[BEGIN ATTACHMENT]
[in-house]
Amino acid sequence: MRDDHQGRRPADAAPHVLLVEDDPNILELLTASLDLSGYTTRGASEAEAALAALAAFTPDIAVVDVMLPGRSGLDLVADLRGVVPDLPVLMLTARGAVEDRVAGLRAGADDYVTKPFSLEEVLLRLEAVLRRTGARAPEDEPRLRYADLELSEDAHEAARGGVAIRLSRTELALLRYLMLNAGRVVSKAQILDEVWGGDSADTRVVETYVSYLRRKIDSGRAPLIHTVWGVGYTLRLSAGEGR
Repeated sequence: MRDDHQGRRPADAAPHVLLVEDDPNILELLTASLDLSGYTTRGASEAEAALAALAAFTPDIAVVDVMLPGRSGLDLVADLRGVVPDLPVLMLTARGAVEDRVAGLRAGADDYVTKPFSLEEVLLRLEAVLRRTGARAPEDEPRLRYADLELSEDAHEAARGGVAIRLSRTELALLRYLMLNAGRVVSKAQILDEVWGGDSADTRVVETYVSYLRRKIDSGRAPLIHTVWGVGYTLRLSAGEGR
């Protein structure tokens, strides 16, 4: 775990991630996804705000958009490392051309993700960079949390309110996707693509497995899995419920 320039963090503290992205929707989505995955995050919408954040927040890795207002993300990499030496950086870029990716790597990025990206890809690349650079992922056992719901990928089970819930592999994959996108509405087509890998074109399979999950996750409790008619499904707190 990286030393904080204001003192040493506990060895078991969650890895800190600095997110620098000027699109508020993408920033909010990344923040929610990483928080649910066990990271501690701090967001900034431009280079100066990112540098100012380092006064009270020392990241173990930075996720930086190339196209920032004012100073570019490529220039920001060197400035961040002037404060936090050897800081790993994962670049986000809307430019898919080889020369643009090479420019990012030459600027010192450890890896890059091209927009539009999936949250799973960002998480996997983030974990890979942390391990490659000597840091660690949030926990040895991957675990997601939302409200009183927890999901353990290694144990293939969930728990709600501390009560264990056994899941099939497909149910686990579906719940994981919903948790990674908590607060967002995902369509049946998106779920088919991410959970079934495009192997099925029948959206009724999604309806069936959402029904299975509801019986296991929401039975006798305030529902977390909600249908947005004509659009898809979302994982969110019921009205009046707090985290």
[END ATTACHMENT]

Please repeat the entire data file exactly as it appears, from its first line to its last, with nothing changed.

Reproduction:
[in-house]
Amino acid sequence: MRDDHQGRRPADAAPHVLLVEDDPNILELLTASLDLSGYTTRGASEAEAALAALAAFTPDIAVVDVMLPGRSGLDLVADLRGVVPDLPVLMLTARGAVEDRVAGLRAGADDYVTKPFSLEEVLLRLEAVLRRTGARAPEDEPRLRYADLELSEDAHEAARGGVAIRLSRTELALLRYLMLNAGRVVSKAQILDEVWGGDSADTRVVETYVSYLRRKIDSGRAPLIHTVWGVGYTLRLSAGEGR
Repeated sequence: MRDDHQGRRPADAAPHVLLVEDDPNILELLTASLDLSGYTTRGASEAEAALAALAAFTPDIAVVDVMLPGRSGLDLVADLRGVVPDLPVLMLTARGAVEDRVAGLRAGADDYVTKPFSLEEVLLRLEAVLRRTGARAPEDEPRLRYADLELSEDAHEAARGGVAIRLSRTELALLRYLMLNAGRVVSKAQILDEVWGGDSADTRVVETYVSYLRRKIDSGRAPLIHTVWGVGYTLRLSAGEGR
């Protein structure tokens, strides 16, 4: 775990991630996804705000958009490392051309993700960079949390309110996707693509497995899995419920 320039963090503290992205929707989505995955995050919408954040927040890795207002993300990499030496950086870029990716790597990025990206890809690349650079992922056992719901990928089970819930592999994959996108509405087509890998074109399979999950996750409790008619499904707190 990286030393904080204001003192040493506990060895078991969650890895800190600095997110620098000027699109508020993408920033909010990344923040929610990483928080649910066990990271501690701090967001900034431009280079100066990112540098100012380092006064009270020392990241173990930075996720930086190339196209920032004012100073570019490529220039920001060197400035961040002037404060936090050897800081790993994962670049986000809307430019898919080889020369643009090479420019990012030459600027010192450890890896890059091209927009539009999936949250799973960002998480996997983030974990890979942390391990490659000597840091660690949030926990040895991957675990997601939302409200009183927890999901353990290694144990293939969930728990709600501390009560264990056994899941099939497909149910686990579906719940994981919903948790990674908590607060967002995902369509049946998106779920088919991410959970079934495009192997099925029948959206009724999604309806069936959402029904299975509801019986296991929401039975006798305030529902977390909600249908947005004509659009898809979302994982969110019921009205009046707090985290």